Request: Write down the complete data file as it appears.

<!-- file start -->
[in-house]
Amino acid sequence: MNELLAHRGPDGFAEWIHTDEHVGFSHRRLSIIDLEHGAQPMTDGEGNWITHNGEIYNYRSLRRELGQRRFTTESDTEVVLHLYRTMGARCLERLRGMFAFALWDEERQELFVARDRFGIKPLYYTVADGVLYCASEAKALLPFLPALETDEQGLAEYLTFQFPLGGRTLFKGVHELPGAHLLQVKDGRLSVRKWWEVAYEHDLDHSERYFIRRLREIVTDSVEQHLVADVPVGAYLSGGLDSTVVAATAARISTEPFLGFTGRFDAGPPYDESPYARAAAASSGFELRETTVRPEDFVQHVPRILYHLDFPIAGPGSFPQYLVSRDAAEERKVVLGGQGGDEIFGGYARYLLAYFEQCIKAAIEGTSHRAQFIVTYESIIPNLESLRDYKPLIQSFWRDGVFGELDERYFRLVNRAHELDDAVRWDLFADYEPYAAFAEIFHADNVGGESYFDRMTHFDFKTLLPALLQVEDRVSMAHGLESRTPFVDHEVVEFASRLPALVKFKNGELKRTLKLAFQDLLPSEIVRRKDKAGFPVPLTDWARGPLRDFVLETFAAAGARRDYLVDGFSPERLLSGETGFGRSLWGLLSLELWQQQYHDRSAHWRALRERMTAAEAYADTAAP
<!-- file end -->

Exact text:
[in-house]
Amino acid sequence: MNELLAHRGPDGFAEWIHTDEHVGFSHRRLSIIDLEHGAQPMTDGEGNWITHNGEIYNYRSLRRELGQRRFTTESDTEVVLHLYRTMGARCLERLRGMFAFALWDEERQELFVARDRFGIKPLYYTVADGVLYCASEAKALLPFLPALETDEQGLAEYLTFQFPLGGRTLFKGVHELPGAHLLQVKDGRLSVRKWWEVAYEHDLDHSERYFIRRLREIVTDSVEQHLVADVPVGAYLSGGLDSTVVAATAARISTEPFLGFTGRFDAGPPYDESPYARAAAASSGFELRETTVRPEDFVQHVPRILYHLDFPIAGPGSFPQYLVSRDAAEERKVVLGGQGGDEIFGGYARYLLAYFEQCIKAAIEGTSHRAQFIVTYESIIPNLESLRDYKPLIQSFWRDGVFGELDERYFRLVNRAHELDDAVRWDLFADYEPYAAFAEIFHADNVGGESYFDRMTHFDFKTLLPALLQVEDRVSMAHGLESRTPFVDHEVVEFASRLPALVKFKNGELKRTLKLAFQDLLPSEIVRRKDKAGFPVPLTDWARGPLRDFVLETFAAAGARRDYLVDGFSPERLLSGETGFGRSLWGLLSLELWQQQYHDRSAHWRALRERMTAAEAYADTAAP